Deep sequencing based ribosome footprint profiling can provide novel insights into the regulatory mechanisms of protein translation. However, the observed ribosome profile is fundamentally confounded by transcriptional activity. In order to decipher principles of translation regulation, tools that can reliably detect changes in translation efficiency in case-control studies are needed.
Researchers from the Sloan Kettering Institute present a statistical framework and an analysis tool, RiboDiff, to detect genes with changes in translation efficiency across experimental treatments. RiboDiff uses generalized linear models to estimate the over-dispersion of RNA-Seq and ribosome profiling measurements separately, and performs a statistical test for differential translation efficiency using both mRNA abundance and ribosome occupancy.
(A) Graphical model representing RidoDiff (Gray circle: observable variables; empty circle: unobservable variables; black square: functions; r denotes biological replicates; i denotes a gene and G is the number of genes). The dashed line denotes the relationship that we aim to test (see Methods for details). (B) Receiver operating characteristic (ROC) curve of RiboDiff (with separate dispersions), edgeR and DESeq2 (with interaction model), Z-score method and Babel on simulated data with large difference between dispersions of RF and RNA-Seq counts (see also Supplementary Figure S-4). (C) Comparison of the distribution of TE ratios of genes that were detected to have a significant change in translation efficiency by RiboDiff (w/ joint dispersion), Z-score based analysis and Babel. DESeq2 was very similar to RiboDiff (w/ joint dispersion) and was omitted. Data was taken from GEO accession GSE56887.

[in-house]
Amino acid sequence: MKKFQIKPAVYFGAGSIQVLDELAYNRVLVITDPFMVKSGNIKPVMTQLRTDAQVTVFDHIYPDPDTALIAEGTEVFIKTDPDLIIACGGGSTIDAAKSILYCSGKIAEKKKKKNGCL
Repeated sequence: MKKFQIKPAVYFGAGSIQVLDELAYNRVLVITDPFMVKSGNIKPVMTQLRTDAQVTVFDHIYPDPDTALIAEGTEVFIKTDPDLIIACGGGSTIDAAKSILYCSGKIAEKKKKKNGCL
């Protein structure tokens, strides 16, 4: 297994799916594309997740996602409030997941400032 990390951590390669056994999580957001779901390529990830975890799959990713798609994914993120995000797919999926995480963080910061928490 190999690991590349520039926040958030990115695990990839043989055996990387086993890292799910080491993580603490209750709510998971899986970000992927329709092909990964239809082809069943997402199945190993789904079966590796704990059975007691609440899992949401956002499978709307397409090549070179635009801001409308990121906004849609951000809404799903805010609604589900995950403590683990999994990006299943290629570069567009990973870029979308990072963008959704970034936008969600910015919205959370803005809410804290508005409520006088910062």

Availability – Source code including scripts for preprocessing the FASTQ data are available at http://github.com/ratschlab/ribodiff